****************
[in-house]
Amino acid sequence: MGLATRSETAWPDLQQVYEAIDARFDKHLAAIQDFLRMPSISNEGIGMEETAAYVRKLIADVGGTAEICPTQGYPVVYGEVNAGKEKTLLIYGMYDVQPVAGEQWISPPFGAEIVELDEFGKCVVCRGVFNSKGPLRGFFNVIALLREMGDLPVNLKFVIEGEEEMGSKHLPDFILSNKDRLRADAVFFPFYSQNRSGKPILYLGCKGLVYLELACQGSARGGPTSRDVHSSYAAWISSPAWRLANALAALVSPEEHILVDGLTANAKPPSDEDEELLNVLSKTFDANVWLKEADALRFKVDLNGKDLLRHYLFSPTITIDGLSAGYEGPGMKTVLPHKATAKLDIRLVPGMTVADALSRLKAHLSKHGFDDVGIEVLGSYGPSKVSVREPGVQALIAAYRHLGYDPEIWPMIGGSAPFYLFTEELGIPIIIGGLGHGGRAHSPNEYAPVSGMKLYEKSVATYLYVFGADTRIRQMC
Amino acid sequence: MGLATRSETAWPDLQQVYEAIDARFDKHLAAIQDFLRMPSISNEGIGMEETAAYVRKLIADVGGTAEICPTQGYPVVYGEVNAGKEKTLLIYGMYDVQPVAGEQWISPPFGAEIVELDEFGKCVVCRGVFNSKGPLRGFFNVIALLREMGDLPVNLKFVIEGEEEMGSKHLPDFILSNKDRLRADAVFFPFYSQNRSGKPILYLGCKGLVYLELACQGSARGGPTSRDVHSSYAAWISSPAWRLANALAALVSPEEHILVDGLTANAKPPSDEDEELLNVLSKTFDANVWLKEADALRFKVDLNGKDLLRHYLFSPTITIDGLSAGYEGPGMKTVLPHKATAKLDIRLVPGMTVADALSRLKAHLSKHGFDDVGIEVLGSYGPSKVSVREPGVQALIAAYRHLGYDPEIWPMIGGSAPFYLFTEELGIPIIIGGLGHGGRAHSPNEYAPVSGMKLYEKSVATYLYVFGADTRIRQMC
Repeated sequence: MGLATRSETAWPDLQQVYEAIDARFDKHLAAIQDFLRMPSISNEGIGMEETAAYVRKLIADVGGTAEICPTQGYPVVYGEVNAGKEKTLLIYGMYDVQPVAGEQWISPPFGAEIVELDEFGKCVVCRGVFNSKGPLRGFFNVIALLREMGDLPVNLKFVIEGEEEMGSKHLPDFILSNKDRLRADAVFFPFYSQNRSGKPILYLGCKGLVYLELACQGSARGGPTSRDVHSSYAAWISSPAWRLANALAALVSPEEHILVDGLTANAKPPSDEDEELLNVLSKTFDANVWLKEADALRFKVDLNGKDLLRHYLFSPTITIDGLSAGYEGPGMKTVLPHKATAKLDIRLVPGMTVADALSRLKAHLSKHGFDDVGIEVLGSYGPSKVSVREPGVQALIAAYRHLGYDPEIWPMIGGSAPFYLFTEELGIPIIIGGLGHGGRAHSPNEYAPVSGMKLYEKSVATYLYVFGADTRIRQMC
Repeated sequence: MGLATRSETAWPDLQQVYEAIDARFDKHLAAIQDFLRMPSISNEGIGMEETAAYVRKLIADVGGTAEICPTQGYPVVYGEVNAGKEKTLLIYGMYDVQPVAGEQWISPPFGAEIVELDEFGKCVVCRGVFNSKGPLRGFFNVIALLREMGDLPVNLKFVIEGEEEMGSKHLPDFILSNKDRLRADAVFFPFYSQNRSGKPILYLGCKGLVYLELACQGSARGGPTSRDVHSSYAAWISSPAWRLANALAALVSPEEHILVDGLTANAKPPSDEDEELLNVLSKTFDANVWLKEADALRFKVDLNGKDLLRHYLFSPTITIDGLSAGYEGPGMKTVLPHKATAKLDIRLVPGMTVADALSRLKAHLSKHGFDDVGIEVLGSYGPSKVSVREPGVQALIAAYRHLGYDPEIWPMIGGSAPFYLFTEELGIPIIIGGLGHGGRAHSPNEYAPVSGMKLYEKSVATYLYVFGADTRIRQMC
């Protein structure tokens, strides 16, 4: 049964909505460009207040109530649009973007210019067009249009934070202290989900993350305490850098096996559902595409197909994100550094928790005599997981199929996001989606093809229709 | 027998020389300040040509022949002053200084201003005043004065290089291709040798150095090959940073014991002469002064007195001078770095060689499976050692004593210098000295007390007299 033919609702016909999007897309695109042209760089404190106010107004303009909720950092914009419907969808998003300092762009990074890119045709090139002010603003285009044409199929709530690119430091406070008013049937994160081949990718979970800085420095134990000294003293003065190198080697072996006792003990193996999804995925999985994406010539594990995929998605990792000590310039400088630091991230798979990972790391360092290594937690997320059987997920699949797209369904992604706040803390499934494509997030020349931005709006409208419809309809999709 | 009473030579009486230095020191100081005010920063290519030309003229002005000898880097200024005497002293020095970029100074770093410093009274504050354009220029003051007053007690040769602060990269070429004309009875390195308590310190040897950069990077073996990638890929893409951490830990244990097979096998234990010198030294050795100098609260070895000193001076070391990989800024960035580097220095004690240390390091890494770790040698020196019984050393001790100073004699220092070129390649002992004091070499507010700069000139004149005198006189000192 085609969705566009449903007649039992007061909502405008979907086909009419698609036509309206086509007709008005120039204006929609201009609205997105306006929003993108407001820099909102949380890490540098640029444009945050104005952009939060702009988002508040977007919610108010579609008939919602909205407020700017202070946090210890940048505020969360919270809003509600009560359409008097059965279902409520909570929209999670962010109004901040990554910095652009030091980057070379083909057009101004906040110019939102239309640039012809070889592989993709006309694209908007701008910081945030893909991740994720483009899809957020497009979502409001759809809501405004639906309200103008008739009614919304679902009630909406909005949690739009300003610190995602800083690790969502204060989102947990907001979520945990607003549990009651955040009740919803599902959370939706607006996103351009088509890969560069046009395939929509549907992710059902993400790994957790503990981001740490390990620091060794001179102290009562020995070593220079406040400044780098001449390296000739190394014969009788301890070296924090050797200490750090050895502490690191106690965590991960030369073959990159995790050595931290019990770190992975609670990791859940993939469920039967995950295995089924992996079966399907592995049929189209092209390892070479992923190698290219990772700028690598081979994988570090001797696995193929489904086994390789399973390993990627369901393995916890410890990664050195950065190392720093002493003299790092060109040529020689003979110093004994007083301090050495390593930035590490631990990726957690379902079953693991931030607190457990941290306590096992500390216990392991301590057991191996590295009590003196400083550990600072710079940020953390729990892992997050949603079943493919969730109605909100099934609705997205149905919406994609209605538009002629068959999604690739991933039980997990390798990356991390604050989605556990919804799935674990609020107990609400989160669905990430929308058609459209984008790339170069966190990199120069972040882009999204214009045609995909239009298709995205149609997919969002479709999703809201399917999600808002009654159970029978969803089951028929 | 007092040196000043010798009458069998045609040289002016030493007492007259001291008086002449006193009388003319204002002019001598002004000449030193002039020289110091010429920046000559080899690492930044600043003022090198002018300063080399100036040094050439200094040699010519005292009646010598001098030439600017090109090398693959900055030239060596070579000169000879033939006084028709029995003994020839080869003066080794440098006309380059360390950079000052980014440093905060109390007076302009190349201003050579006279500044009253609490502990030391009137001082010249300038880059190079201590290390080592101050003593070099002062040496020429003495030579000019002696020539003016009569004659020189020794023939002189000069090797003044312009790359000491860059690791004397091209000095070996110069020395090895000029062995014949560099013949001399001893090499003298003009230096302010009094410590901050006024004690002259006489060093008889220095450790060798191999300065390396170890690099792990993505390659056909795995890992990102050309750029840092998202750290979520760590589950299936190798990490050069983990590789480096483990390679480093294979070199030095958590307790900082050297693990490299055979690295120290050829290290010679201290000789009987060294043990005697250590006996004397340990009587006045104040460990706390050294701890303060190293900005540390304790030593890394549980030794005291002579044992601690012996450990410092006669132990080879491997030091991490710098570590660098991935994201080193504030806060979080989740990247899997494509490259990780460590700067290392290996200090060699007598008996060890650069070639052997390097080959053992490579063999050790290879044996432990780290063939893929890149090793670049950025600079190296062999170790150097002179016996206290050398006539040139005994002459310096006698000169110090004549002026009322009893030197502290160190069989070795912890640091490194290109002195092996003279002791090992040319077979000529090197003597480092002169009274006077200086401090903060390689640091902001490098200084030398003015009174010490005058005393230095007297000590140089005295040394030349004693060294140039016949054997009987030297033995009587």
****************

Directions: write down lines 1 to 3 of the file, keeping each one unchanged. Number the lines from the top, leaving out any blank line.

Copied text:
[in-house]
Amino acid sequence: MGLATRSETAWPDLQQVYEAIDARFDKHLAAIQDFLRMPSISNEGIGMEETAAYVRKLIADVGGTAEICPTQGYPVVYGEVNAGKEKTLLIYGMYDVQPVAGEQWISPPFGAEIVELDEFGKCVVCRGVFNSKGPLRGFFNVIALLREMGDLPVNLKFVIEGEEEMGSKHLPDFILSNKDRLRADAVFFPFYSQNRSGKPILYLGCKGLVYLELACQGSARGGPTSRDVHSSYAAWISSPAWRLANALAALVSPEEHILVDGLTANAKPPSDEDEELLNVLSKTFDANVWLKEADALRFKVDLNGKDLLRHYLFSPTITIDGLSAGYEGPGMKTVLPHKATAKLDIRLVPGMTVADALSRLKAHLSKHGFDDVGIEVLGSYGPSKVSVREPGVQALIAAYRHLGYDPEIWPMIGGSAPFYLFTEELGIPIIIGGLGHGGRAHSPNEYAPVSGMKLYEKSVATYLYVFGADTRIRQMC
Amino acid sequence: MGLATRSETAWPDLQQVYEAIDARFDKHLAAIQDFLRMPSISNEGIGMEETAAYVRKLIADVGGTAEICPTQGYPVVYGEVNAGKEKTLLIYGMYDVQPVAGEQWISPPFGAEIVELDEFGKCVVCRGVFNSKGPLRGFFNVIALLREMGDLPVNLKFVIEGEEEMGSKHLPDFILSNKDRLRADAVFFPFYSQNRSGKPILYLGCKGLVYLELACQGSARGGPTSRDVHSSYAAWISSPAWRLANALAALVSPEEHILVDGLTANAKPPSDEDEELLNVLSKTFDANVWLKEADALRFKVDLNGKDLLRHYLFSPTITIDGLSAGYEGPGMKTVLPHKATAKLDIRLVPGMTVADALSRLKAHLSKHGFDDVGIEVLGSYGPSKVSVREPGVQALIAAYRHLGYDPEIWPMIGGSAPFYLFTEELGIPIIIGGLGHGGRAHSPNEYAPVSGMKLYEKSVATYLYVFGADTRIRQMC